This is a two-part article. The first part focuses on providing a framework to the systemic racism that has oppressed minority communities in many parts of the world, with a primary focus on North America. The second part shares ways that we can support the Black Lives Matter Movement during this time. George Floyd will be buried today. Rest in Power brother.

Feature photo captured by Clay Banks


Understanding systemic racism

The political and social unrest that we have seen over the last two weeks has raised uncomfortable yet necessary questions concerning what it means to be a black person – person of color or minority – in America and beyond. We have seen peaceful protests being broken up by the military and riots burning down impoverished communities. We have seen politicians praising the protestors and politicians condemning the rioters. At the heart of all of this unrest is the death of George Floyd, an unarmed black man that was murdered by a white police officer on May 25. However, what we have seen in the streets are the ripples of hundreds of years of institutionalized racism.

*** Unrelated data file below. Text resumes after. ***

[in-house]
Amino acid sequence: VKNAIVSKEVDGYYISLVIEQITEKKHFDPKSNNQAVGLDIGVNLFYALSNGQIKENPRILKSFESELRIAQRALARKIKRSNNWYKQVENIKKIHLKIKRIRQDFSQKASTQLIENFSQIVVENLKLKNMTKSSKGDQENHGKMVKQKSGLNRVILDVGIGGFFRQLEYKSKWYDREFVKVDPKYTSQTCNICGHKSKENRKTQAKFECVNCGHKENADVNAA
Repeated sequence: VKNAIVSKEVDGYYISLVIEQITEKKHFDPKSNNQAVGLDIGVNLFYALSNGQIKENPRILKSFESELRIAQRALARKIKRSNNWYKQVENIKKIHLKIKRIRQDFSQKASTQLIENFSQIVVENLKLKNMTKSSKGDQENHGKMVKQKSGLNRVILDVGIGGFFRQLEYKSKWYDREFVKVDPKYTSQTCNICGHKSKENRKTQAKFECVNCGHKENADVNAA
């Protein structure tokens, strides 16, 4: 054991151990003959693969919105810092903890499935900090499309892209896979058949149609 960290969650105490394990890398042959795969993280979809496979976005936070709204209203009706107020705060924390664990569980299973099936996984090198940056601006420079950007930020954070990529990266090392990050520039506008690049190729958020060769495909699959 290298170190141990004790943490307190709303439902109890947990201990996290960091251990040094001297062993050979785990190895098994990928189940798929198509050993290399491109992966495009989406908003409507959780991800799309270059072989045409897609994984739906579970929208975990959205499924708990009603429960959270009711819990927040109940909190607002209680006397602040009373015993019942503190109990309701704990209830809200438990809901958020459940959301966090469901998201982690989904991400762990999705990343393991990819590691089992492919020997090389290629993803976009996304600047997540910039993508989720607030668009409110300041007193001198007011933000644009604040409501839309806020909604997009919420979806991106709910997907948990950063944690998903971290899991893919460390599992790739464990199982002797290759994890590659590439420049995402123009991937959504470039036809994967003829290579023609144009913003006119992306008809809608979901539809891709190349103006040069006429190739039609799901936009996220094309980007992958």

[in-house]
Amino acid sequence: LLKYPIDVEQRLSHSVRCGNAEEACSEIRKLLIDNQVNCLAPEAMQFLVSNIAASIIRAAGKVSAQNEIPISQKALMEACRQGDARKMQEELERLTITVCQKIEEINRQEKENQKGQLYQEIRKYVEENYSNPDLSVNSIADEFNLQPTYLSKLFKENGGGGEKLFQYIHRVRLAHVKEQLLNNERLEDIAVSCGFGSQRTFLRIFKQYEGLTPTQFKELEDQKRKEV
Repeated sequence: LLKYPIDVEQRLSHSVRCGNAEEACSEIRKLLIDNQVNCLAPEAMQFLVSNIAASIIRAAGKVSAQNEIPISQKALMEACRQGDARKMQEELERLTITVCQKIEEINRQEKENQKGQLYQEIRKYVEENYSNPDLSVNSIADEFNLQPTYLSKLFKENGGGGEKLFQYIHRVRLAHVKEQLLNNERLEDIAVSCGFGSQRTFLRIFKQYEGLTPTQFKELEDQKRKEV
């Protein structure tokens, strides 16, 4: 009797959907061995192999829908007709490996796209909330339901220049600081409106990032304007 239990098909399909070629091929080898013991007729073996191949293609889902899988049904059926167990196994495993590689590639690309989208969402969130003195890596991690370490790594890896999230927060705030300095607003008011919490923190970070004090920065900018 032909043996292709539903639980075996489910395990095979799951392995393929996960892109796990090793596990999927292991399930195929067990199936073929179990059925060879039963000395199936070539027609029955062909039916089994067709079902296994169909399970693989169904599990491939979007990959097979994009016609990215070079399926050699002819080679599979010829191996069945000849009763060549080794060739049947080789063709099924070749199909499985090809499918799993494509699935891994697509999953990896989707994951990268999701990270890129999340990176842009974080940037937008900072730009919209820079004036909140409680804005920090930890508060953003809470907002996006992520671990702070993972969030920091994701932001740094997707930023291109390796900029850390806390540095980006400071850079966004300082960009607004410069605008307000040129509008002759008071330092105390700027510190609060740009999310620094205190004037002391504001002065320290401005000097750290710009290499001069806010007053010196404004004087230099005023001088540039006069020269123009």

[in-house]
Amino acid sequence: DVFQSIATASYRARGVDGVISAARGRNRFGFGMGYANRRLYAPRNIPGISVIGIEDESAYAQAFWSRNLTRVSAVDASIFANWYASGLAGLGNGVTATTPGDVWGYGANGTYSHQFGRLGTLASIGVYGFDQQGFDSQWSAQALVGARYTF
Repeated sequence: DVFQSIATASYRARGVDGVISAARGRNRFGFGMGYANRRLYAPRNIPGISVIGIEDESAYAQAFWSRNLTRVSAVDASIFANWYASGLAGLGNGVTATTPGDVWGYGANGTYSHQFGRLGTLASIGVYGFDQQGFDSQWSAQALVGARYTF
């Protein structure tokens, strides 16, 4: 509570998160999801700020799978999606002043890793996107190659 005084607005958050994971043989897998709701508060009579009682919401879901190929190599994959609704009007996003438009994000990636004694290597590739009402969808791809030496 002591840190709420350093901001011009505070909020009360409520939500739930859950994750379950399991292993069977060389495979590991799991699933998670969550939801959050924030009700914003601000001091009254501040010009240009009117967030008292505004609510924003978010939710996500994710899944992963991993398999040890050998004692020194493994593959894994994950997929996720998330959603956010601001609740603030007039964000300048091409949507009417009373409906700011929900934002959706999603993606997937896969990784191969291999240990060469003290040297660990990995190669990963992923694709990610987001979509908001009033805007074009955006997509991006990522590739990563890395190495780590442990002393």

Black Lives Matter Protest - Take a Knee - Clay Banks Photography - RAWTRVL

It is easy to denounce the riots, to feel uncomfortable about the unease, to feel fatigued by the voices that seem to always be wanting more. It is easy to ask people of color and the Black Lives Matter movement to have a plan, to fight for policies that represent them, to register to vote – and well – vote. But what happens when that is not enough?


Before I move forward, I want to let you know where I’m coming from.


Over the last three months, I have had the opportunity of working for black representatives in Washington State by designing and developing their political platforms through Prism Washington, a political consulting group driven by social justice. I work alongside two black and brown colleagues – the founder, who is a political consultant, and a policy consultant – who have enabled me to develop a deeper understanding of the political system in the United States and what it takes to create real, systematic change. This process is slow and it can be exhausting, but it is also incredibly worth it.